Tag Archives: debit

What our grandparents taught us about credit

Jeff Herman

Grandpa Herman would never have imagined paying for airline tickets with credit card points and a hotel card’s sign-up bonus covering a getaway stay later this year or in 2018. Julius “Cotton” Herman was a farmer in Florissant, Missouri. He…
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Summer jobs program teaches ABCs of debit

John Egan

High school students traditionally take classes in English, math, science and social studies, but in Baltimore, youths in the city’s summer jobs program are learning how to handle plastic. The plastic is in the form of a debit card, which…
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RushCard debacle highlights dangers of prepaid cards

Kelly Dilworth

A technical glitch has caused thousands of RushCard prepaid cardholders to temporarily lose access to their funds — in some cases, for more than a week — and the fallout for many cardholders has been terrifying. According to comments left…
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Suze Orman’s Approved cards won’t be anymore

Jay MacDonald

This week, Suze Orman’s love story with her signature Approved prepaid debit card for budget-stretchers came to an unexpected end. And as with most sudden breakups, neither side is saying much.

Bancorp Bank, which handled the payments end for the reigning queen of cable money advice, would only tell the New York Times that come July 1, Approved cards won’t be.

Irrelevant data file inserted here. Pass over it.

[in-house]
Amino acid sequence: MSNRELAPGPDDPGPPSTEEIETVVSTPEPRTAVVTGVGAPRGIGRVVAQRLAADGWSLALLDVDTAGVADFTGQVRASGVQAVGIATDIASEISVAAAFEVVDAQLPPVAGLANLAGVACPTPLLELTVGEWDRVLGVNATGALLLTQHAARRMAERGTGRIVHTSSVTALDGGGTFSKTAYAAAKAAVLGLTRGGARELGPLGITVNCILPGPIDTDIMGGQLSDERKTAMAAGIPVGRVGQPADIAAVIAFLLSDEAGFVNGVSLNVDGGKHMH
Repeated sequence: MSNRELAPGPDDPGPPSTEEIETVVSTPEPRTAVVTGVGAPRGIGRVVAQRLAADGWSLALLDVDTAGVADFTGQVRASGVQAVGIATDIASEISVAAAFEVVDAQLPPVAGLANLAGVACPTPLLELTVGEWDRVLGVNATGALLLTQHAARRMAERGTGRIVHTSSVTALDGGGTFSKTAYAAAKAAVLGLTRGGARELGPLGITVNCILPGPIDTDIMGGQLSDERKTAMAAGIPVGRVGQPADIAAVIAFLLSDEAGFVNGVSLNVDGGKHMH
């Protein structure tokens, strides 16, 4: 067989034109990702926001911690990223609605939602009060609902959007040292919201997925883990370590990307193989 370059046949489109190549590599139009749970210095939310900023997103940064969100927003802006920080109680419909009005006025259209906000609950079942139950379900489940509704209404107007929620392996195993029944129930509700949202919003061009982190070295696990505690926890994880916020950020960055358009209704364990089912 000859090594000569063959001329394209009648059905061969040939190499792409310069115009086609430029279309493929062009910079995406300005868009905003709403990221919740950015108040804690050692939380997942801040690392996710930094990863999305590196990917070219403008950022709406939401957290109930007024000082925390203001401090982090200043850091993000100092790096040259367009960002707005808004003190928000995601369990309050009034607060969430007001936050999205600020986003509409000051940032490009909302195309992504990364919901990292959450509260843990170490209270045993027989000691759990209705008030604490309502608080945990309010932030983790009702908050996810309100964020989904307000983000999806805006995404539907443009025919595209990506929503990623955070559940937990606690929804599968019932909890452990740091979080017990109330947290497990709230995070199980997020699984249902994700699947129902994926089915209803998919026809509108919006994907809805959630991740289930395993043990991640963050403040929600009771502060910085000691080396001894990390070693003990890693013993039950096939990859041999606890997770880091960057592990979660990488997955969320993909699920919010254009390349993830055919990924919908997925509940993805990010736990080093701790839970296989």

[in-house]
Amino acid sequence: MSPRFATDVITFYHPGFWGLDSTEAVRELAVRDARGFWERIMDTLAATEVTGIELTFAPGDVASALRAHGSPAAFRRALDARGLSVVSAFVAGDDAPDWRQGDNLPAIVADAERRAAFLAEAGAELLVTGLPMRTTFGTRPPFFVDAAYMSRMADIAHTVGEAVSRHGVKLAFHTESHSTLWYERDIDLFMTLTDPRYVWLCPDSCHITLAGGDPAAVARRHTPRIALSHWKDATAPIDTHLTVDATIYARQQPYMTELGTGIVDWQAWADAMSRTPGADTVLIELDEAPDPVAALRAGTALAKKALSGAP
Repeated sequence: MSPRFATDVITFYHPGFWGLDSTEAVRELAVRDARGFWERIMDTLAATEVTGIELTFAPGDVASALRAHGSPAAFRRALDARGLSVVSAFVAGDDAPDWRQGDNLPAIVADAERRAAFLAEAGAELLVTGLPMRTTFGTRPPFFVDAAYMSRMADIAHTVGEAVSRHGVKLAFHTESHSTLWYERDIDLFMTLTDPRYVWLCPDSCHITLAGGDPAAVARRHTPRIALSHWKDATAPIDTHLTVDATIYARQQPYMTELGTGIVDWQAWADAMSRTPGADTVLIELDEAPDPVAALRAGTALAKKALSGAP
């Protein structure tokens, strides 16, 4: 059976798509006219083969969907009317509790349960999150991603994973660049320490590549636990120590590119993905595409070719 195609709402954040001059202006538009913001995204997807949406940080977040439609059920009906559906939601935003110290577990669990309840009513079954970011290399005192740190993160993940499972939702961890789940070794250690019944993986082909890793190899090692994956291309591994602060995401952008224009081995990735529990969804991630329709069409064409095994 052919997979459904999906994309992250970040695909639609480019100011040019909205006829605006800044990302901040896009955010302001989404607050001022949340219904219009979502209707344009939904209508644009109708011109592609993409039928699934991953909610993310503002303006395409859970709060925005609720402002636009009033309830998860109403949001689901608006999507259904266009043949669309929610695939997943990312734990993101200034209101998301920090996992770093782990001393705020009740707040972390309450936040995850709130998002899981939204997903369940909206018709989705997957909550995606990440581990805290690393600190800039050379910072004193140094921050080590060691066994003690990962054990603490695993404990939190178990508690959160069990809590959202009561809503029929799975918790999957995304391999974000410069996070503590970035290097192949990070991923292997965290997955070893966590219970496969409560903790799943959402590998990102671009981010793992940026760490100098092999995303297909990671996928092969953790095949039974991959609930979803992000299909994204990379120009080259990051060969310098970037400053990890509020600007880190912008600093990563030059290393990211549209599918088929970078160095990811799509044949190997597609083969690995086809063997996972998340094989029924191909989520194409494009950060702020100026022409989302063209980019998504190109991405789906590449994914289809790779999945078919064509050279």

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No checking account, no health insurance coverage?

Susan Ladika

There’s a little-noticed weak link in the federal government’s plan to extend health care insurance to millions of Americans who now lack it: The uninsured may have to stay uninsured if they’re also unbanked.
So says a report issued by Jackson Hewitt Tax Service, titled “Uninsured + Unbanked = Unenrolled.”
It points out that one in four uninsured Americans eligible for coverage under the Affordable Care Act (aka Obamacare) do not have bank accounts. In the parlance of the financial industry, they’re “unbanked.” Unless insurance companies allow customers to pay their premiums using prepaid debit cards — which they’re not required to now — it could put a chill on who actually enrolls.
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